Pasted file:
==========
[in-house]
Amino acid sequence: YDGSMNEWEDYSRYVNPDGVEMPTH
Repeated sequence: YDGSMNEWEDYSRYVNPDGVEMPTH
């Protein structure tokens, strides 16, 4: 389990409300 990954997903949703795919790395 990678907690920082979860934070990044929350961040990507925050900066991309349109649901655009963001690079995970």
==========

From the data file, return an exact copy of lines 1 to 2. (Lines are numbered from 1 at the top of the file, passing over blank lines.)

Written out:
[in-house]
Amino acid sequence: YDGSMNEWEDYSRYVNPDGVEMPTH